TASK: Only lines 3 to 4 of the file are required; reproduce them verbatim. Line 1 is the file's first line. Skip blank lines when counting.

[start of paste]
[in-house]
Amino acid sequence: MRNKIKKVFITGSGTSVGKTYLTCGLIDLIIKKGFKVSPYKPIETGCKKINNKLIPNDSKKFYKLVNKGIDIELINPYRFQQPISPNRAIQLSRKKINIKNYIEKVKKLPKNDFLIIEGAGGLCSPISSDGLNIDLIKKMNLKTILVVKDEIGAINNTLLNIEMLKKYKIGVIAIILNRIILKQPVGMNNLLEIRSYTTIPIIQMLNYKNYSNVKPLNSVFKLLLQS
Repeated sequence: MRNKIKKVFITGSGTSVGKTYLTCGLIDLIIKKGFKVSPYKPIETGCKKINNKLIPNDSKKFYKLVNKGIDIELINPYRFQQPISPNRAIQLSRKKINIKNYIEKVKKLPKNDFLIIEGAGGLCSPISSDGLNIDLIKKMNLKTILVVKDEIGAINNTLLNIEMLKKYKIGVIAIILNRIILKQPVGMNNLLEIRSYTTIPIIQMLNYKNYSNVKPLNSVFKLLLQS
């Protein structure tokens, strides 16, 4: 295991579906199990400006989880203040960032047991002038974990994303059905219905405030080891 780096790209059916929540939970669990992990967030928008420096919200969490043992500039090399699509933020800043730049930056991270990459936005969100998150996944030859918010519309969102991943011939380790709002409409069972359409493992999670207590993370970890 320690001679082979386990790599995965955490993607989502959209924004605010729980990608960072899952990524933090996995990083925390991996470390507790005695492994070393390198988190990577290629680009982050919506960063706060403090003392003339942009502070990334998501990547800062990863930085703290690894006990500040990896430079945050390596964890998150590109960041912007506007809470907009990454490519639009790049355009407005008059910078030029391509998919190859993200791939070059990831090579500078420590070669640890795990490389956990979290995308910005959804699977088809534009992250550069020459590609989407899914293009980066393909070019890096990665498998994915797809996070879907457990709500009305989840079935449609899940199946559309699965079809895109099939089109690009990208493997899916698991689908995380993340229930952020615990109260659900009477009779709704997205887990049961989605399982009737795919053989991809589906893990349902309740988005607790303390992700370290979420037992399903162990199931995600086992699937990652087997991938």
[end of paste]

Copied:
Repeated sequence: MRNKIKKVFITGSGTSVGKTYLTCGLIDLIIKKGFKVSPYKPIETGCKKINNKLIPNDSKKFYKLVNKGIDIELINPYRFQQPISPNRAIQLSRKKINIKNYIEKVKKLPKNDFLIIEGAGGLCSPISSDGLNIDLIKKMNLKTILVVKDEIGAINNTLLNIEMLKKYKIGVIAIILNRIILKQPVGMNNLLEIRSYTTIPIIQMLNYKNYSNVKPLNSVFKLLLQS
């Protein structure tokens, strides 16, 4: 295991579906199990400006989880203040960032047991002038974990994303059905219905405030080891 780096790209059916929540939970669990992990967030928008420096919200969490043992500039090399699509933020800043730049930056991270990459936005969100998150996944030859918010519309969102991943011939380790709002409409069972359409493992999670207590993370970890 320690001679082979386990790599995965955490993607989502959209924004605010729980990608960072899952990524933090996995990083925390991996470390507790005695492994070393390198988190990577290629680009982050919506960063706060403090003392003339942009502070990334998501990547800062990863930085703290690894006990500040990896430079945050390596964890998150590109960041912007506007809470907009990454490519639009790049355009407005008059910078030029391509998919190859993200791939070059990831090579500078420590070669640890795990490389956990979290995308910005959804699977088809534009992250550069020459590609989407899914293009980066393909070019890096990665498998994915797809996070879907457990709500009305989840079935449609899940199946559309699965079809895109099939089109690009990208493997899916698991689908995380993340229930952020615990109260659900009477009779709704997205887990049961989605399982009737795919053989991809589906893990349902309740988005607790303390992700370290979420037992399903162990199931995600086992699937990652087997991938």